The Democratic Unionist Party and Sinn Fein yesterday consolidated their positions as the dominant forces in Northern Ireland politics by scoring well in elections to the Northern Ireland Assembly.
As in the previous assembly, they will together hold more than half the seats in the devolved government. This means the DUP leader, Peter Robinson, is again expected to become First Minister, with Martin McGuinness of Sinn Fein as his deputy.
The solid DUP performance confirms the remarkable recovery of Mr Robinson, who last year lost his Westminster seat as Protestant voters punished him in the wake of the Commons expenses scandal. This time he bounced back with a strong personal vote.
During the election campaign he and Mr McGuinness behaved with unusual courtesy towards each other, concentrating their fire on the smaller unionist and nationalist parties. This was a continuation of the pattern, established over the past year, of the two parties working closely in the assembly in what other parties criticised as a virtual two-party government.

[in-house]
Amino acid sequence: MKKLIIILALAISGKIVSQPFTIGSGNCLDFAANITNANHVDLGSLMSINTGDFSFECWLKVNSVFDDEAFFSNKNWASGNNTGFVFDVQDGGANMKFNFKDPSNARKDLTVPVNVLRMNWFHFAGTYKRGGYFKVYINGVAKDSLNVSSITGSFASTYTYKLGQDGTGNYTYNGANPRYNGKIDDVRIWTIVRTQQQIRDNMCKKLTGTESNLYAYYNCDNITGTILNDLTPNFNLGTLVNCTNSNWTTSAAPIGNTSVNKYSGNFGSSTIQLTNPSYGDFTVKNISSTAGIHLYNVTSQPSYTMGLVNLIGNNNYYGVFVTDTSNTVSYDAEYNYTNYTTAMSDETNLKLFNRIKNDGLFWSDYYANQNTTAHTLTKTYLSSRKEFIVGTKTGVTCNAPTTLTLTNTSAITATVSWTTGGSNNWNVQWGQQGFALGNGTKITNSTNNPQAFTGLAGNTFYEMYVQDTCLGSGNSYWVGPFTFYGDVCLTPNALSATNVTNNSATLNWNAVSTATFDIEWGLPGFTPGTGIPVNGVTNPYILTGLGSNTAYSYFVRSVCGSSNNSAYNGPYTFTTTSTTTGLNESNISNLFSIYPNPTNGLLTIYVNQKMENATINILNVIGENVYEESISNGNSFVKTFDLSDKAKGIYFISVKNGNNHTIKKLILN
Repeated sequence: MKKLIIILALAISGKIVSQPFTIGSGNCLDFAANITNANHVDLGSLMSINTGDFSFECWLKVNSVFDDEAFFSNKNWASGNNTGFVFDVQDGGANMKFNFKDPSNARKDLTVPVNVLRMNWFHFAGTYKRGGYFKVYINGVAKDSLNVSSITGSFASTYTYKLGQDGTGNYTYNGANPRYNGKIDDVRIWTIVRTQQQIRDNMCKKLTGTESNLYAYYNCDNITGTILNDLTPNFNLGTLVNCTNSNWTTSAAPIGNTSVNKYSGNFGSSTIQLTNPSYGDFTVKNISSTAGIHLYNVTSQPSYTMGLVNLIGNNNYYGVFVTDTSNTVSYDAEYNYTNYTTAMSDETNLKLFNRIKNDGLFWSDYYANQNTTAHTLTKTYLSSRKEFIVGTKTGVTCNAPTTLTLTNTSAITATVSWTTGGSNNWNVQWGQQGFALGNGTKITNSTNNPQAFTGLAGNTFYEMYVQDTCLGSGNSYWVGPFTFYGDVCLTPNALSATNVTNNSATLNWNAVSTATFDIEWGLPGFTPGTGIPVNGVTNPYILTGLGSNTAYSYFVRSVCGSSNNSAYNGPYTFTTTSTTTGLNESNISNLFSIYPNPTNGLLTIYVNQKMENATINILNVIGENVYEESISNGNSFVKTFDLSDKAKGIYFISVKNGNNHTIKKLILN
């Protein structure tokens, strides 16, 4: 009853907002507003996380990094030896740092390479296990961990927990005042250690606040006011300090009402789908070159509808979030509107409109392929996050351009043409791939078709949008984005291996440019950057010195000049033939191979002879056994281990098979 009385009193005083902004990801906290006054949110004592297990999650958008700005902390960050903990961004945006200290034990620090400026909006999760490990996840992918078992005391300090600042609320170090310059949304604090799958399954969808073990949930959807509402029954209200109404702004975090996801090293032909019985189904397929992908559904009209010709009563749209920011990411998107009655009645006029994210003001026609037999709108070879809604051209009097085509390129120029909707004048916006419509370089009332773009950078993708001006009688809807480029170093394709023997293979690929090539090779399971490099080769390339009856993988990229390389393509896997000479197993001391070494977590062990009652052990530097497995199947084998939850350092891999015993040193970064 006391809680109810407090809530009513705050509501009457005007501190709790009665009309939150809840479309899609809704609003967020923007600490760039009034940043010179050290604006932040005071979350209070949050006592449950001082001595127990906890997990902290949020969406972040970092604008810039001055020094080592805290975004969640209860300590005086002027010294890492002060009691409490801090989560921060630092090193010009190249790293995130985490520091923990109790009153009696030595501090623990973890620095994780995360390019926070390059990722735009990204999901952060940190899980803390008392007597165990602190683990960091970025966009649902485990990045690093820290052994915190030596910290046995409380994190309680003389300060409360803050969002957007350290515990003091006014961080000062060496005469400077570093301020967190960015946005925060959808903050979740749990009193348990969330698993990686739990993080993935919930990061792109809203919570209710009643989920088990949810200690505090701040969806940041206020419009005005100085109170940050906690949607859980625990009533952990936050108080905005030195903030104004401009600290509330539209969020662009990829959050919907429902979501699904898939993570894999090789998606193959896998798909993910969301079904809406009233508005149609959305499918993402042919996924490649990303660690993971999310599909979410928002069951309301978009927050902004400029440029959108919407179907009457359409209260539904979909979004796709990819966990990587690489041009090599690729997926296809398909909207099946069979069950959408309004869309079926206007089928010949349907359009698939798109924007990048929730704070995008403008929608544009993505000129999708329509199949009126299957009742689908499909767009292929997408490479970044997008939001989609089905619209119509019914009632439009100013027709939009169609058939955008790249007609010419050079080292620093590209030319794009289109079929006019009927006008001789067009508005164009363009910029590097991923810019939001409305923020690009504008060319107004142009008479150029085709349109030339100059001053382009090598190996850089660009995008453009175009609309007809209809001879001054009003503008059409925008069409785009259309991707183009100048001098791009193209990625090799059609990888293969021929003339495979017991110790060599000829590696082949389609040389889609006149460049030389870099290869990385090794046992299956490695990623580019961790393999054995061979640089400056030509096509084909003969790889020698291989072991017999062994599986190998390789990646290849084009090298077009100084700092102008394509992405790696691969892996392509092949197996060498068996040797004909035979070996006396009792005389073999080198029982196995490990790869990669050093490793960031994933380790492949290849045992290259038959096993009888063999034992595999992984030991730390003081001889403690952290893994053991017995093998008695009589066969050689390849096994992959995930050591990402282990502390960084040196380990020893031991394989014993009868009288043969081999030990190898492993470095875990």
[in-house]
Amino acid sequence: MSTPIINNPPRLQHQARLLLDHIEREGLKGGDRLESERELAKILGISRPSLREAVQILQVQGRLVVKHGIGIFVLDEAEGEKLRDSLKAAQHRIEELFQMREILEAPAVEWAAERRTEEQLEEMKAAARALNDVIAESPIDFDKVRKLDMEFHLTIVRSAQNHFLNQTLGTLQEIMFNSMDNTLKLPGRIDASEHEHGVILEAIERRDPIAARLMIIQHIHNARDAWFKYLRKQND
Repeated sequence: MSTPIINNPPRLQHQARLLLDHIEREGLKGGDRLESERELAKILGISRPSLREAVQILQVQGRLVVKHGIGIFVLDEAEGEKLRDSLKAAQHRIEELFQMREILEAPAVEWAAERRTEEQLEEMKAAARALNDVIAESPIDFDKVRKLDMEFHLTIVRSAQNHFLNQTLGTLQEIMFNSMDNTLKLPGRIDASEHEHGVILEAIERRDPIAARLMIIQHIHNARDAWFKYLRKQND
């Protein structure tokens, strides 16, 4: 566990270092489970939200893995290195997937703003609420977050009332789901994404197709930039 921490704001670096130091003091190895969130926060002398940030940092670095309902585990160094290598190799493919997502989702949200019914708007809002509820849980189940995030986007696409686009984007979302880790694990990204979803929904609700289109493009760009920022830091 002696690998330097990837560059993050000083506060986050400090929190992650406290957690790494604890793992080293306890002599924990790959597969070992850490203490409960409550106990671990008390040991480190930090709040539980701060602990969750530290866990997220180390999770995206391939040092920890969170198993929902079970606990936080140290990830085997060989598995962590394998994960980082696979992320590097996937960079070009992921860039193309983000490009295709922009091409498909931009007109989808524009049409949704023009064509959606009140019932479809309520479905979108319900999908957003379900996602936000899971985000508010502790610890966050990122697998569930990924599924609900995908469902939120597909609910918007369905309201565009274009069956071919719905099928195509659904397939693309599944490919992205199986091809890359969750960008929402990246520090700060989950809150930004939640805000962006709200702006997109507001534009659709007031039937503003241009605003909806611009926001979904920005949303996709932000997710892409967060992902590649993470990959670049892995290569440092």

Both the DUP and Sinn Fein reject criticisms that this represents a "sectarian carve-up", maintaining that it amounts to a genuine sharing of power as the biggest representatives of the two communities.
In Northern Ireland terms such close co-operation is most unusual, but the election result contained no sign of any backlash against it. This makes it probable that the partnership will continue for the assembly's four-year term. At 54 per cent, the turnout was unusually low and debate continues on whether this indicates voter apathy or a level of approval or both.
The other two large parties, the Ulster Unionists and the moderate nationalist Social Democratic and Labour Party, fought uncomfortable campaigns which attracted criticisms of their leaders.
The Sinn Fein president, Gerry Adams, said the UUP and SDLP had not worked with other parties, maintaining: "They tried to cast themselves very artificially as being in government and opposition at the same time. That doesn't work."
Mr Robinson suggested, presumably tongue in cheek, that turnout had been kept low by election day showers which had followed a long spell of dry weather. Water certainly played a part at one count, when hairdryers had to be used to separate soggy ballot papers.